Heart cells derived from stem cells used to study heart diseases

May 9, 2011, University of Wisconsin-Madison

(PhysOrg.com) -- A research team at the University of Wisconsin School of Medicine and Public Health is the first to use heart cells derived from stem cells to specifically study certain genetic mechanisms of heart diseases.

Researchers led by Drs. Craig January and Tim Kamp, professors of medicine at the UW School of Medicine and Public Health, are using iPSC (induced-pluripotent stem cell) technology to make heart cells from .

The goal is to offer a cell model allowing researchers to study disease mechanisms, and new treatments and therapies for genetically based heart diseases such as inherited arrhythmias.

The UW group is among the first to use research of this kind specifically for certain genetically based heart diseases. Their results show that the study of heart cells derived from offer a powerful tool for understanding and treating genetically based .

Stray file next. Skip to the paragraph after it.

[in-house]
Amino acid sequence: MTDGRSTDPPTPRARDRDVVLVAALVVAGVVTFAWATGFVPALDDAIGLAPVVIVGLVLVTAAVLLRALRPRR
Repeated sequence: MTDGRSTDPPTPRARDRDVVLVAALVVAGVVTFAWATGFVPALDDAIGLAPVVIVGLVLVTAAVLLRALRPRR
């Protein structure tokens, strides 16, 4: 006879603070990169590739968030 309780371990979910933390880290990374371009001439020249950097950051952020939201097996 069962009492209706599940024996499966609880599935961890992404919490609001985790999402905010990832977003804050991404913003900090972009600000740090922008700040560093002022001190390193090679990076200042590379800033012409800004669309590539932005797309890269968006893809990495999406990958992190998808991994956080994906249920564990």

Dr. January says, "By using patient-derived cardiomyocytes, or , to isolate a disease process outside of the body, we are able to gain information about how that gene affects the heart, and how it may respond to treatments and therapies, without having to greatly impact the affected patient. We can mimic the disease process in vitro, reproduce and observe the cells, and also test them with different medications to see how they will actually respond in the heart."

The full study will be presented by Dr. Sadguna Balijepalli, University of Wisconsin Cellular and Molecular Arrhythmia Research Program assistant scientist, at the Heart Rhythm Society's annual scientific sessions in San Francisco, on May 5 where the world's most renowned scientists and physicians present on a wide range of heart rhythm topics.

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